Ladakh is located in the most distant North of India, at the altitude of about 3500 meters. Encircled by Pakistan and Tibet, this region is as twice big as Switzerland and is part of the highest plateaux of the world. These mountainous landscapes delight the travelers: from the snowy summits, steep-sided gorges, turquoise lakes to the mineral desert. There is a hard winter climate in Ladakh which isolates this region for quite a long part of the year. Then from the month of May the easy living can be experienced again through the summer season until the end of October.
All along history Ladakh has been a crossroad between civilisations. Between the pilgrims heading to Tibet and the merchants taking the Silk Road with their caravans, the atmosphere of Ladakh reflects well this beautiful mixture of influences. Many wars between Kashmir and Tibet also impacted on this region. The arrival of the first Tibetan Dynasty dates from the 10th Century. Ladakh remained an independent kingdom till the 19th Century and then was annexed by Kashmir, before being attached to India in 1947 in the region of Jammu & Cahemire.
Ladakhi sedentary farmers live in oasis nearby mountain streams which irrigate their fields and wait for the summer to develop the necessary crops to face the long winter months such as barley and alfalfa farming and that of wheat. They build their dwellings with bricks made of raw mud. They also weave the wool. As for the nomads of the high plateaux, they move in search of pasturelands for their herds. They almost own nothing and their incomes originate from goat wool the well-known Pashmina. Their traditions and their way of life are mostly linked with the Tibetan Buddhism. Despite the very cold, harsh and dry environment, Ladakhi people demonstrate some considerable serenity and a tremendous ingeniosity.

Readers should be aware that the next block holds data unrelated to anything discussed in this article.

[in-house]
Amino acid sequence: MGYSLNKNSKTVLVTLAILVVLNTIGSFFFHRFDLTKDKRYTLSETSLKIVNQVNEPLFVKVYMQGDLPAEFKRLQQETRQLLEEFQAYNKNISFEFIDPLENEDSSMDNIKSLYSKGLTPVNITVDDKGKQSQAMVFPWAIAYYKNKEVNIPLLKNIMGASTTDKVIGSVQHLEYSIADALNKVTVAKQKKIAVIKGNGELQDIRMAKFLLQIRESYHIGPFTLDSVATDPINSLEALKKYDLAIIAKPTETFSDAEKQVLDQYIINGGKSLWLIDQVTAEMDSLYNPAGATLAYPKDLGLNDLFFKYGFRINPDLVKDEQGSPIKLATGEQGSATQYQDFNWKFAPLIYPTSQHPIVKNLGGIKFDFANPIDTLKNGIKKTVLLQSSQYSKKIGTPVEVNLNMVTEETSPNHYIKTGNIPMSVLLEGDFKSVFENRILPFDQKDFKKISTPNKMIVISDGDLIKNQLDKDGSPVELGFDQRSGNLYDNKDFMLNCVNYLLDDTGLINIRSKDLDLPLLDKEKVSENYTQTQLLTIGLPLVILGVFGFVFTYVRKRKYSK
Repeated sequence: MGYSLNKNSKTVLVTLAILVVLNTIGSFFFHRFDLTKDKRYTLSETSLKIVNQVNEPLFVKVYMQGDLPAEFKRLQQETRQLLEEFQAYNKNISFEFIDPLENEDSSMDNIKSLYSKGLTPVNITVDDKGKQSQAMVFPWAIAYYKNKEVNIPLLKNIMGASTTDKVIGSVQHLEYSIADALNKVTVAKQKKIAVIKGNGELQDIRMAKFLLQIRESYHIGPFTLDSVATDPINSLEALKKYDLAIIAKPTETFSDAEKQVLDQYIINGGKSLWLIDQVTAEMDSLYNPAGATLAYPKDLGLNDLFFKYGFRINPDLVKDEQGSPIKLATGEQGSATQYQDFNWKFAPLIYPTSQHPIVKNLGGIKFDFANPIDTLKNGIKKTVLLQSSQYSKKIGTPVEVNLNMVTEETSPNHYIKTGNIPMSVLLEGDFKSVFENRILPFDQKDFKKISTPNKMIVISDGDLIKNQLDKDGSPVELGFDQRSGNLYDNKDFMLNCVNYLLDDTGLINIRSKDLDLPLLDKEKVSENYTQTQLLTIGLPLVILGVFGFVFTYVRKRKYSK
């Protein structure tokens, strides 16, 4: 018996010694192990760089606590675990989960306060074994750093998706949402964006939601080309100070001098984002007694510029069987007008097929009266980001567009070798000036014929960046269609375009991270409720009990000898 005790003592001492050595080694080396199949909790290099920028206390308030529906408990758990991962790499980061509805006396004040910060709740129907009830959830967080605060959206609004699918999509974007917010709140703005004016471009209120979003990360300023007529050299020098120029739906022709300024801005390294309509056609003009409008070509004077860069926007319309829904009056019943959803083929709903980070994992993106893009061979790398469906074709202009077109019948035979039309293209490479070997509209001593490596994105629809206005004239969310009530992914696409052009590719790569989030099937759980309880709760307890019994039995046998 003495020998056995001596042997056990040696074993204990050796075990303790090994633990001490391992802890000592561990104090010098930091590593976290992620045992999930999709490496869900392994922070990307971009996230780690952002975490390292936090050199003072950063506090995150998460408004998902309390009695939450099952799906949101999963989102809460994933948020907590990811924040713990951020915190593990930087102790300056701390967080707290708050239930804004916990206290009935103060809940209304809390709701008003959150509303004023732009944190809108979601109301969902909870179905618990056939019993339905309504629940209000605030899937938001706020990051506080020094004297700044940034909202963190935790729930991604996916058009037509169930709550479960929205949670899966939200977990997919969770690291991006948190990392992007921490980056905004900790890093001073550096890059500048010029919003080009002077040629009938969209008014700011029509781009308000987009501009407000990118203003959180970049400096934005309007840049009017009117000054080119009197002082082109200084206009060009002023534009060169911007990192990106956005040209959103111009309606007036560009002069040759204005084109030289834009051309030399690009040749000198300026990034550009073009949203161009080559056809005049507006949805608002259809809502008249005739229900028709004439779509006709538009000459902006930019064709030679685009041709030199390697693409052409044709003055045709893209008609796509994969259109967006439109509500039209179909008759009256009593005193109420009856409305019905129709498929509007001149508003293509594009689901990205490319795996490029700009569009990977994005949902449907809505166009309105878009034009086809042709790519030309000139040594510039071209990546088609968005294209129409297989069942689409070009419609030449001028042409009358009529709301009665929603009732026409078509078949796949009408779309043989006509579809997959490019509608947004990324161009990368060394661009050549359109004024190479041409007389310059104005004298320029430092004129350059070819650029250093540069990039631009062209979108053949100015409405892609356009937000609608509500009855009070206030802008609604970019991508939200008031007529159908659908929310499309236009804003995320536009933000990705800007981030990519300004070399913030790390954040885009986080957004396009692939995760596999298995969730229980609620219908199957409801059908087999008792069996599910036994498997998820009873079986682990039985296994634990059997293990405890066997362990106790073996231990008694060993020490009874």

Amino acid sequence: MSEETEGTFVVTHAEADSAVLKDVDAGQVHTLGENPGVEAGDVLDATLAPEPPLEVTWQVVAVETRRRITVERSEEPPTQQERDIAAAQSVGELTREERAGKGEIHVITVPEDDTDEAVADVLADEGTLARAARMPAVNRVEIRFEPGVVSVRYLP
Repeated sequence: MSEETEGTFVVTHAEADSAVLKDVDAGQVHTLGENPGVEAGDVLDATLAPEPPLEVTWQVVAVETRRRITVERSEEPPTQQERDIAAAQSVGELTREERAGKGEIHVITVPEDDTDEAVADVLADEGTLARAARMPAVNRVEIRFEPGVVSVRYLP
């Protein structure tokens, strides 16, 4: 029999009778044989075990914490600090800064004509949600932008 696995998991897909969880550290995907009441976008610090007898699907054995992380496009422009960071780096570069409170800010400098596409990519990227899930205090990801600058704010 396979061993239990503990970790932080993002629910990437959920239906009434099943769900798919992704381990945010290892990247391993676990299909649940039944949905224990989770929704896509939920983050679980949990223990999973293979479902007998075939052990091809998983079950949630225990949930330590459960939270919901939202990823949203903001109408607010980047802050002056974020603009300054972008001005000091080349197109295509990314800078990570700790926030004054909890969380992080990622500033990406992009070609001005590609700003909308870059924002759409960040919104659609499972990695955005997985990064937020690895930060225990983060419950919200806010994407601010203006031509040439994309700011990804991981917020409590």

Most of the Ladakhi people practice Tibetan Buddhism. A Muslim Community is also present for instance in Leh and Purig in the West. The form of Buddhism found in Ladakh comes from the relationships that have been maintained with Tibet. Monasteries and Palaces prevail in the valleys. Stupas, chortens and prayer flags can be easily seen in the landscape in Ladakh. Monasteries maintain their strong links with the villagers. The religious fervor can be found in each family through the daily prayers and religious festivals.
Tourism is becoming the first source of incomes in this region. In the past, the economy was mainly based on a subsistence agriculture and on the commercial relationships linked with the passing of the caravans on the Silk Road. Nowadays, things are changing. The market economy and the tourism boom are transforming the way of life and the culture in Ladakh. Leh is an unavoidable center for the young generations in search of a better future.